New study offers more fodder to spay/neuter discussion

The age at which large-breed dogs are spayed or neutered has become a hot topic with regard to obesity and nontraumatic orthopedic injuries, and a new study published July 17 in the journal PLOS ONE and based on data from the Morris Animal Foundation Golden Retriever Lifetime Study provides more information for veterinarians.

Researchers analyzed health data collected on more than 3,000 golden retrievers over the course of six years. This study was conducted by asking owners and veterinarians to complete yearly online questionnaires about the health and lifestyles of their dogs. Biological samples were collected from the dogs, and each dog had a physical examination every year.

Of those 3,000 dogs, about half had been spayed or neutered. These dogs were between 50% and 100% more likely to become overweight or obese when compared to retrievers who hadn’t been spayed or neutered, regardless of the dogs’ ages at the time of the surgeries.

NEWStat reached out to corresponding author Missy Simpson, DVM, PhD, an epidemiologist with the Morris Animal Foundation, to find out more about the study’s findings.

NEWStat: How big a risk factor is the age at which a dog is spayed or neutered?

Missy Simpson: Based on this study . . . spaying or neutering was associated with approximately two times increased risk of [being overweight or obese] compared to intact dogs, regardless of the age when it occurred. However, only the dogs who were gonadectomized prior to six months of age had increased risk for orthopedic injuries, even after adjusting for body condition; this association persisted, which suggests a role for reproductive hormones.

NEWStat: Is there an optimum time for spay or neuter that minimizes the different health risks?

MS: Our paper only looked at [being overweight/obesity] and orthopedic injuries: for these outcomes, our data suggest [that] waiting until a dog has been through puberty prior to [a] spay or neuter may reduce the risk for orthopedic injuries. It is very important to note that there are many health outcomes for which we do not know the association between spay/neuter and the risk for developing these conditions, and still other conditions where the risk is much higher when a pet is left intact (mammary tumors and testicular cancer, for example). The association between reproductive hormones and health is complex, and researchers are just starting to explore these questions systematically. Ultimately, the best recommendation is that a dog owner discuss their needs and goals with their veterinarian in order to make the best decision for their pet.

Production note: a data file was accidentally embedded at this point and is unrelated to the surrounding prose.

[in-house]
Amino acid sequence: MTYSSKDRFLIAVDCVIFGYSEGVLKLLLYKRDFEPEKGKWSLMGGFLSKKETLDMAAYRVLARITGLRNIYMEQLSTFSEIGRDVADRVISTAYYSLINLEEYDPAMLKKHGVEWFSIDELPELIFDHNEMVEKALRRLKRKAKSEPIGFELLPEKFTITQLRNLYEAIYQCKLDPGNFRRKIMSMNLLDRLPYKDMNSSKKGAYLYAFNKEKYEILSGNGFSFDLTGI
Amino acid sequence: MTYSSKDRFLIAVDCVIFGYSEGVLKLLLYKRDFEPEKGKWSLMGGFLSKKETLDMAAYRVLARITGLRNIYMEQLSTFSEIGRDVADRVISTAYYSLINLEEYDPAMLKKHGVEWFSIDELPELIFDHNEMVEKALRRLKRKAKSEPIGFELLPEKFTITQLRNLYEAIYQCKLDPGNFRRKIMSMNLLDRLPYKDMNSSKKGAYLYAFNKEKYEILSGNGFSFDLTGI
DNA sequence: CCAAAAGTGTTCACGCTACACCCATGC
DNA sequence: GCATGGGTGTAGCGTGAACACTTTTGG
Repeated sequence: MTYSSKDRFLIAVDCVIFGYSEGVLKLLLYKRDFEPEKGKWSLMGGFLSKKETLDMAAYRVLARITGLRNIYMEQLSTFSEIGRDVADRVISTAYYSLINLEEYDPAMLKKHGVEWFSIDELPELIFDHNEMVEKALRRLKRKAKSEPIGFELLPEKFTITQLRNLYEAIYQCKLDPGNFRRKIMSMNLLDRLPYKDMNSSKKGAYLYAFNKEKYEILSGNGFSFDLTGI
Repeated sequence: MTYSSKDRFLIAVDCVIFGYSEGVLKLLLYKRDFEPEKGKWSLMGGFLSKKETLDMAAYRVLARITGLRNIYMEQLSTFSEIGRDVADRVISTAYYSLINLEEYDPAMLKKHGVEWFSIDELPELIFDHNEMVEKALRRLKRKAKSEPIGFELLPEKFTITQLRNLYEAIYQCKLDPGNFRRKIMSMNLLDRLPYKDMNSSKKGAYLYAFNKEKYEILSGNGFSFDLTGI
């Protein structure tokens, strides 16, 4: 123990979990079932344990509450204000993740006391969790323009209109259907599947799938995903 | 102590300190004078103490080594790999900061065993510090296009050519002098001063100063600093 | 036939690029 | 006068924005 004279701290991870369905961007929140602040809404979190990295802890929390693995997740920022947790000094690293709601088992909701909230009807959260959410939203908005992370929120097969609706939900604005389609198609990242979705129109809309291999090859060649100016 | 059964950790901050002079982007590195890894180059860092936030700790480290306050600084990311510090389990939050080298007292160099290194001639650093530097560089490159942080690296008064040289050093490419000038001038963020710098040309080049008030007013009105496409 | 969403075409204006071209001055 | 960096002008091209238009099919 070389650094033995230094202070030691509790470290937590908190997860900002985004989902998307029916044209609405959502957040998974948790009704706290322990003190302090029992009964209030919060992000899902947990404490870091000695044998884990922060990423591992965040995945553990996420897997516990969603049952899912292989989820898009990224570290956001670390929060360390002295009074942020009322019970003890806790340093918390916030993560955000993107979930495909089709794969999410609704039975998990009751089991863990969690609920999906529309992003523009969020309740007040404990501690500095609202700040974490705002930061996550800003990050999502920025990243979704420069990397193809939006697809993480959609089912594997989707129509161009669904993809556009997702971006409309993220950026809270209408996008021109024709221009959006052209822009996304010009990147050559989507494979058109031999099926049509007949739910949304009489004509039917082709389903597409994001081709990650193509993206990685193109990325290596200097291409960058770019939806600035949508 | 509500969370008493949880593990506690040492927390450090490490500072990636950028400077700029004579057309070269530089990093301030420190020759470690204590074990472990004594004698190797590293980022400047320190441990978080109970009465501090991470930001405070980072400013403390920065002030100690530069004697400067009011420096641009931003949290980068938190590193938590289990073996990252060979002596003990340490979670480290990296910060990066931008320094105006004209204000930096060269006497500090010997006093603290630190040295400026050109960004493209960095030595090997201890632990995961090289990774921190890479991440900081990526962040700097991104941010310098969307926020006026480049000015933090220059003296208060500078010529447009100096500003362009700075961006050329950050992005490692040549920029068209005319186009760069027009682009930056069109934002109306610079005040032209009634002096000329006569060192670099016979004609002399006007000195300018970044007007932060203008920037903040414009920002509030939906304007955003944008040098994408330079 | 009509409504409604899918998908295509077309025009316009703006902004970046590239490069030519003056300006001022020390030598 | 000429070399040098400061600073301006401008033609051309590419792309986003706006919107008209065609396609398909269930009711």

NEWStat: Your study focuses on golden retrievers. How likely is it that same risks apply to other breeds?

MS: We don’t know. This association may hold for other large-breed dogs, such as Labrador retrievers, but maybe not for toy dogs or giant-breed dogs. More research is needed to characterize these associations in other breeds.

NEWStat: Do smaller dogs run the same health risks as big dogs?

MS: Not typically. Orthopedic injuries are different in small- versus large-breed dogs. For example, if a Chihuahua presents for a hind leg lameness, it is far more likely to be a luxating patella than a torn cranial cruciate ligament. One important note is that being overweight or obese is an important concern for all dogs; the risk factors may differ between small- and large-breed dogs but the problem affects 65% of pet dogs overall, according to some studies.

NEWStat: What advice would you give veterinarians dealing with clients concerned with the possible health risks of spaying or neutering their dog?

MS: I would advise them to carefully consider the potential advantages and disadvantages of the timing for [a] spay/neuter in terms of the health of the dog and to make sure they clearly understand the client’s needs prior to making a recommendation. An experienced dog owner who brings in a puppy they want to train to become a competitive field-trial dog will get a [very] different recommendation than a client who is a first-time dog owner and just wants a nice family pet.  

NEWStat: In what ways does your study build on the landmark 2013 University of California, Davis, study that also found an elevated risk of cancers and joint disorders in Golden Retrievers?

MS: Even though there are some methodologic differences between these two studies, our results regarding orthopedic injuries are comparable. We have not looked at spay/neuter in relation to cancer yet. The similarities in our findings are important because they show that this association holds up in different populations of dogs: even though we were both studying golden retrievers, their study focused on dogs who presented to a referral hospital for care, and our study expands on their findings in that our cohort receives care at many different types of veterinary hospitals. In a follow-up study by the same team, they found that spayed and neutered Labrador retrievers [and golden retrievers] had [a] similar risk for joint injuries.

NEWStat: Any last thoughts?

MS: Everyone at Morris Animal Foundation thanks the dogs, owners, and veterinarians [who participated in the Golden Retriever Lifetime Study]. Their contributions are tremendous and this study is possible because of them.

Watch for the 2019 AAHA Canine Life Stage Guidelines, which will be published in the November/December issue of JAAHA.

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